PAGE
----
|Happy birthday, Nia Long.|
|Like Saved By the Bell's Lisa Turtle, Fresh Prince of Bel Air's Lisa Wilkes was a huge 90's fashionista.|
Long starred as police officer Sasha Munroe on NBC's Third Watch and guest starred on the late soap Guiding Light as well as Judging Amy, Boston Legal, Big Shots, House of Lies, Uncle Buck, Empire, Dear White People, and NCIS: Los Angeles.
|Leading Lady Material: Nia Long as Brandi in Boys in Da Hood (with Cuba Gooding Jr.) top left, Nina Mosley in Love Jones (with Larenz Tate) bottom left, and Jordan Armstrong in The Best Man (with Taye Diggs) right.|
|Nia Long with Lemon director Janicza Brazo and co-star Shiri Appleby.|
In addition to films and the small screen, Long is also a music video vixen, having starred in videos by Snoop Dogg, Kanye West pre fabricated church era, and other rappers. In Ashanti's Baby (which Long co-directed), Long is serving all kinds of sensational, flawless looks, even singing along to the lyrics to her "lover's" ear.
Long has won three NAACP Image Awards (Best Actress in a Drama Film for The Best Man and Best Actress in a Drama Series for Third Watch, twice), a Black Reel Award (Best Theatrical Actress in The Best Man), and three honors from the Acapulco Black Film Festival (Star of Tomorrow for 2000, Best Actress and Best Ensemble Cast for The Best Man Holiday).
Up next Long will be in The Banker with Samuel L. Jackson and Anthony Mackie, Life in a Year with Cuba Gooding Jr. and Jaden Smith, and Fatal Affair with KJ Smith and Omar Epps.
In a Hollywood that tragically suffers from colorism, Nia Long has always been that woman to look up to for the multifaceted image of a brown skin woman, choosing dignified, humanist roles. She is still searching for the roles that are not race and gender specific, that allow her to be so much more than what is stereotypically required of her. Until she finds the answer, she has amassed a sweet body of work worth watching on repeat.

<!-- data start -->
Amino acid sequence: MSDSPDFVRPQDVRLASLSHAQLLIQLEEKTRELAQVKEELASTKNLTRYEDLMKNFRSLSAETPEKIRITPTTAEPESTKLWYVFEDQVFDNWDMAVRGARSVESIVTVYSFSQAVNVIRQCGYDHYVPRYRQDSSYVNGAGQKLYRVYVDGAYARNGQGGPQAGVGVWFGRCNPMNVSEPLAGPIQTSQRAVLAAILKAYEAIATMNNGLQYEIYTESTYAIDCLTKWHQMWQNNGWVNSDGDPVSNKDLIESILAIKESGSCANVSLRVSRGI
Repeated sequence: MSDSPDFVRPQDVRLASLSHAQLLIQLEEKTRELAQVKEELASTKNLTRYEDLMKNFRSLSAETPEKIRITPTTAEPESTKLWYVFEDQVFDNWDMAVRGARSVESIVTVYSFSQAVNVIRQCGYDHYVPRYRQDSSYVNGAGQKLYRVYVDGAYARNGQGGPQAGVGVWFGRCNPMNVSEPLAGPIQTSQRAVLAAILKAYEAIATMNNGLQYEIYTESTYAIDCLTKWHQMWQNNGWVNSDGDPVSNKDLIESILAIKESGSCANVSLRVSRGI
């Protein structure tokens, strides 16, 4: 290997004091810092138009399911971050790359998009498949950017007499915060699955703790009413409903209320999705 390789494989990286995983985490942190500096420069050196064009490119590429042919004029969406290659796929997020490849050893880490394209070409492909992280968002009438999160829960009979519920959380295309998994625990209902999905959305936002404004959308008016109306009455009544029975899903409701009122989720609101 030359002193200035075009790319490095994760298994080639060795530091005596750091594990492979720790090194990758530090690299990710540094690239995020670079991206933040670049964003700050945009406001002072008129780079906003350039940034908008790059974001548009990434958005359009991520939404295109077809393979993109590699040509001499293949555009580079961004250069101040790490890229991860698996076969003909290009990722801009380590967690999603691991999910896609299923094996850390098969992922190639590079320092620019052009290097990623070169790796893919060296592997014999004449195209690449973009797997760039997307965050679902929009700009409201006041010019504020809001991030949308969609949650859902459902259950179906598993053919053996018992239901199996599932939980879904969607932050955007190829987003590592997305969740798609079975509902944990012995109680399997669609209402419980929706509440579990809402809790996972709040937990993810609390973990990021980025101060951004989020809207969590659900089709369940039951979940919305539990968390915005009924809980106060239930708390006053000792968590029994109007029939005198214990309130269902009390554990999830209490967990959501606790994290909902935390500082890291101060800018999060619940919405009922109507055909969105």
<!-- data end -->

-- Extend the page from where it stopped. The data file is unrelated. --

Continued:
Nia Long Quotes:
"When I requested or wanted more, I was considered difficult, outspoken, entitled, and all of the things that should not be used to describe a woman who has earned her space, her place, and delivers. And that just doesn’t apply to me, that’s for everyone."
"I’m 45. I’m black. And I’m a woman. So those are three really hard things to deal with ... I work really hard to get sometimes crumbs. I feel blessed and lucky to have the career that I have. But there are times that I’ve been beat up in this business. It hasn’t just been roses and fairy tales. It’s been a tough road."
"I’m not trying to be an ingénue anymore. I wouldn’t want those opportunities because then that would just mean that I haven’t grown."
"No matter what level you’re on in this industry, you’re expected to be excellent. Being excellent — when the material isn’t — can be challenging."
“I got to strip down and just be raw and vulnerable and afraid and misunderstood. All of us have a family member that resembles a Miss Peggy. She is you know she’s a hero, really, at the end of the day. ... So for me it was a no-brainer. I love the story.” (on playing Ms. Peggy in Roxanne Roxanne).